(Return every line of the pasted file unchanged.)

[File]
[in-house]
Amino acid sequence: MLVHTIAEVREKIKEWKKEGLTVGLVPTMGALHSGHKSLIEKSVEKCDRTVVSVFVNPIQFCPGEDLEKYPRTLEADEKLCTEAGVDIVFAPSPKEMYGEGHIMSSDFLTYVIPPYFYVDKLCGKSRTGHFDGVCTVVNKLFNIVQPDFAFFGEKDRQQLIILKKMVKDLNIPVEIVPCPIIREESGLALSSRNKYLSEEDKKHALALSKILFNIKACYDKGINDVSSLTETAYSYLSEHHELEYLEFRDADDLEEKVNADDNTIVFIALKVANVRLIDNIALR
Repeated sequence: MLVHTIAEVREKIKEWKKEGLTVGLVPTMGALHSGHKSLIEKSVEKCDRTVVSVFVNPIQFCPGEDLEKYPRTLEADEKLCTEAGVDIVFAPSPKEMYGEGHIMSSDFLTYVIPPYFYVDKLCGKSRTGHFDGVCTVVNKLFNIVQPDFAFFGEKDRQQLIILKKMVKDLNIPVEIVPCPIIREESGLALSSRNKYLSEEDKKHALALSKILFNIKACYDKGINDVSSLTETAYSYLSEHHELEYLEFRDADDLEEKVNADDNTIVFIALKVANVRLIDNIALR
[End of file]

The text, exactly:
[in-house]
Amino acid sequence: MLVHTIAEVREKIKEWKKEGLTVGLVPTMGALHSGHKSLIEKSVEKCDRTVVSVFVNPIQFCPGEDLEKYPRTLEADEKLCTEAGVDIVFAPSPKEMYGEGHIMSSDFLTYVIPPYFYVDKLCGKSRTGHFDGVCTVVNKLFNIVQPDFAFFGEKDRQQLIILKKMVKDLNIPVEIVPCPIIREESGLALSSRNKYLSEEDKKHALALSKILFNIKACYDKGINDVSSLTETAYSYLSEHHELEYLEFRDADDLEEKVNADDNTIVFIALKVANVRLIDNIALR
Repeated sequence: MLVHTIAEVREKIKEWKKEGLTVGLVPTMGALHSGHKSLIEKSVEKCDRTVVSVFVNPIQFCPGEDLEKYPRTLEADEKLCTEAGVDIVFAPSPKEMYGEGHIMSSDFLTYVIPPYFYVDKLCGKSRTGHFDGVCTVVNKLFNIVQPDFAFFGEKDRQQLIILKKMVKDLNIPVEIVPCPIIREESGLALSSRNKYLSEEDKKHALALSKILFNIKACYDKGINDVSSLTETAYSYLSEHHELEYLEFRDADDLEEKVNADDNTIVFIALKVANVRLIDNIALR